From the Sabaha region, which overlooks Sanaa from the west and constitutes a vital outlet to the port of Al-Hudaydah on the Red Sea, the Ottoman (Turkish) armies invaded Sanaa twice to tighten their grip on it — in 1538 and again in 1849. Perhaps it was there that the commanders of both armies paused to take a first look at a national capital that they were about to turn into merely another capital for a new Ottoman vilayet (administrative division).
Today, in that same region, a new tall building stands alone on the eastern side of Mount Asser, with a huge sign on which is written “International Turkish School of Sanaa.”
This school stands witness to the long history of Yemeni-Turkish relations, which is perhaps the longest-standing between any two countries in the world, despite their differences.
Naser Taha Mustafa, director of the Yemeni president’s office and former head of the Syndicate of Yemeni Journalists, said on his personal Facebook page that while his grandfather was Turkish, that has not had a negative effect on how he has been treated and regarded as a national Yemeni figure. Hundreds of Turks who stayed in Yemen after the departure of Turkish troops from Sanaa in 1918 were integrated into the highly tolerant Yemeni society, in the wake of Turkey’s defeat in World War I.
Just as some Turkish descendants are government officials, some old Turkish buildings are still being used by the Yemeni government. The headquarters of the Yemeni army’s high command uses an old Turkish building that was renovated and expanded. A Turkish monument that faces the western gate of the building was erected three years ago, standing witness to a relationship founded on common religion.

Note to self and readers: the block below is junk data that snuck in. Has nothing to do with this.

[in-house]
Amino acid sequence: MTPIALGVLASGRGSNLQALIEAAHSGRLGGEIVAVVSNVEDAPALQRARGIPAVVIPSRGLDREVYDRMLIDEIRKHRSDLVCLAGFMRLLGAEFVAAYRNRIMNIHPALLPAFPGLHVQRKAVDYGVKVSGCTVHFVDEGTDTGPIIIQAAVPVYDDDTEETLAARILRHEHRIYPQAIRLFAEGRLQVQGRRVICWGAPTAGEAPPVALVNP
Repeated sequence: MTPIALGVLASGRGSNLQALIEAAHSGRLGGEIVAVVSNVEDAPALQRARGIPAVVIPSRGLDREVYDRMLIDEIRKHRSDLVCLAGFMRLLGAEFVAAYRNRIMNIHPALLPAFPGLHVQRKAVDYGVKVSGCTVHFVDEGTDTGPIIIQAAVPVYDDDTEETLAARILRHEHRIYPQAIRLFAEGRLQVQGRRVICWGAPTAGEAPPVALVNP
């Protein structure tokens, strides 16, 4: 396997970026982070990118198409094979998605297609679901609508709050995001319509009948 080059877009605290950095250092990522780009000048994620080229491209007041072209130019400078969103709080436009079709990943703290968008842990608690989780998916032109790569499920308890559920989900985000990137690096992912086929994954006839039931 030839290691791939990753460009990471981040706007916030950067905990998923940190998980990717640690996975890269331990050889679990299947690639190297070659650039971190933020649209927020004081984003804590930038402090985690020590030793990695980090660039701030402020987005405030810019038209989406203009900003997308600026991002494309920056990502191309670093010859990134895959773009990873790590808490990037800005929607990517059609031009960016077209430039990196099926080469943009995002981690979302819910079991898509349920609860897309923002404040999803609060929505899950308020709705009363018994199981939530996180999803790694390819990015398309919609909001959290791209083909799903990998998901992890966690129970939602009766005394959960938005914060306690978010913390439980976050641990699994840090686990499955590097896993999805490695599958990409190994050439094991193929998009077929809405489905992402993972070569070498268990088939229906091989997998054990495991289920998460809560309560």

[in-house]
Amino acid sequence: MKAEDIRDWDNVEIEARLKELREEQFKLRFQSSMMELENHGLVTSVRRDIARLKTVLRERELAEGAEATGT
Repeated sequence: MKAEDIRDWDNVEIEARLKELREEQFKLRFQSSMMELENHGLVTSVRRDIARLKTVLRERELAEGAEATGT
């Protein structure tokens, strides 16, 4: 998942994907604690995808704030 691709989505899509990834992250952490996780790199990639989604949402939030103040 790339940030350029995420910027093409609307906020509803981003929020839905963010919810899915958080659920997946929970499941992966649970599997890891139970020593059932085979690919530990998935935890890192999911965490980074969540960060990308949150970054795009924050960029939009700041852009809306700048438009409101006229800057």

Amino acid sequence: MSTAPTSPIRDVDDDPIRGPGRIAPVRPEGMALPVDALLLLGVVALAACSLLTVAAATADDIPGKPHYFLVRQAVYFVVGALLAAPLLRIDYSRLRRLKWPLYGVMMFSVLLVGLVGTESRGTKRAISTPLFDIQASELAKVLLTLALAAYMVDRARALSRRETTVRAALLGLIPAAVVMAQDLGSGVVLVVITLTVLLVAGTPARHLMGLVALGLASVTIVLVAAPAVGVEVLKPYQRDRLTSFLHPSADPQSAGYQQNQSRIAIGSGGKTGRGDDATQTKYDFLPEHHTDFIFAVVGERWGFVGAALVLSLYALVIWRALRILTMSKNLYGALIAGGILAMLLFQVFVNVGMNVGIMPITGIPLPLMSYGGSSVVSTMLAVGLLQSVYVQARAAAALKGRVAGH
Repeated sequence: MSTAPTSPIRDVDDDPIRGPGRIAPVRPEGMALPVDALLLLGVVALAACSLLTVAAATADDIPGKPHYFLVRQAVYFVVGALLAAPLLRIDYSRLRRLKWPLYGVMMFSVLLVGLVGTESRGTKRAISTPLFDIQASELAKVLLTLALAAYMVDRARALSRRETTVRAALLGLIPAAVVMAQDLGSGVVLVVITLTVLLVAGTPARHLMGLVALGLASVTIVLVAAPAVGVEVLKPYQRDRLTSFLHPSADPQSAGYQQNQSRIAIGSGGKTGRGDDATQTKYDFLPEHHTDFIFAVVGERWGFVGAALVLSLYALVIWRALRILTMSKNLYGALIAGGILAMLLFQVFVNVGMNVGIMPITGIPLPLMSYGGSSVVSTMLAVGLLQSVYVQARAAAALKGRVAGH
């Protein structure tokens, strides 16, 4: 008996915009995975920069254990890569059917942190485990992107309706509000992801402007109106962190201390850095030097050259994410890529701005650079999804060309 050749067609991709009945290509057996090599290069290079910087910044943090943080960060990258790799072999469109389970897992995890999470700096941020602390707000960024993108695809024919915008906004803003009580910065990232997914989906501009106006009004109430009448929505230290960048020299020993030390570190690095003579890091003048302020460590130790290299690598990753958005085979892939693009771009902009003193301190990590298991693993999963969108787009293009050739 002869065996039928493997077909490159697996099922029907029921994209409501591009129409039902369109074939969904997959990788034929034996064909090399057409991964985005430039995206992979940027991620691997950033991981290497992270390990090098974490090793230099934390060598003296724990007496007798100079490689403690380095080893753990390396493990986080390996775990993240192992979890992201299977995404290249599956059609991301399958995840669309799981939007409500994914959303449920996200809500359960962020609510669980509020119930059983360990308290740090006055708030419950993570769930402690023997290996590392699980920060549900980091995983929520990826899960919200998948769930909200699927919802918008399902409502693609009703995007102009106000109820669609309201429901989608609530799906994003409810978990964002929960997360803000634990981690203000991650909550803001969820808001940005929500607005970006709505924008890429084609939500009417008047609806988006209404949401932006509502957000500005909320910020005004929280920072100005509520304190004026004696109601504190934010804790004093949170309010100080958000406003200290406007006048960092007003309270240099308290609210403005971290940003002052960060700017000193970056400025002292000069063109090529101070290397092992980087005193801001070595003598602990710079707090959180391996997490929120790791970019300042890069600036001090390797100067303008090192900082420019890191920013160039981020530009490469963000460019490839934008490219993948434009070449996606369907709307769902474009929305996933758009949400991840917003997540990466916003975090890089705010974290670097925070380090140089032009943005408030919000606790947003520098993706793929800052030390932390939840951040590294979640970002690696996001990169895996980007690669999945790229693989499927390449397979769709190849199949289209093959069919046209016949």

In Yemen, you can still hear an old man talking about heroic adventures and stories of wars against the Turks. At the same time, however, his elderly wife will still be wearing Turkish-style dress that was popular for a while in Sanaa, yet is now only common among old women resisting change.
Moreover, some words in the local Sanaa dialect have Turkish roots such as kindara, which means shoes. Salta, a traditional Yemeni dish that is still very popular, was the food of choice among the Turkish army decades ago.
The topic isn't simply about history. Even Turkey's current affairs resonate in Yemen and have their pros and cons. Yemenis became divided between supporters and opponents of Turkish Prime Minister Recep Tayyip Erdogan’s Islamic government as a result of the government’s response to the Taksim Square protests in June. The rift soon widened as a result of the Egyptian army’s ouster of President Mohammed Morsi, a member of the Muslim Brotherhood strongly backed by Erdogan.
Any discussion of Turkish-Yemeni relations cannot overlook the historical memory between an invader and a country occupied by the power of weapons, even if spreading Islam was the pretext under which Turkey invaded Yemen. Such justification is illogical, because Yemenis adopted Islam decades before Turkey; it then spread throughout the country and citizens did not stray from their religion. Thus, there was no reason for the Ottoman Empire to impose Islam on Yemenis.
Turkey: weapons and jihadists
Whenever Turkey is mentioned today in Yemen, the first word that comes to mind is “weapons,” in reference to the multiple [illegal] weapons deals that were revealed during the past two years, before smugglers were able to succeed in bringing weapons into Yemen. These arms include thousands of pieces manufactured in Turkey. At the same time, other deals coming from Iran to Yemen were unveiled, although neither country claimed responsibility. Moreover, “Turkish pistols” have become popular in Yemen among those who are accustomed to carrying personal weapons.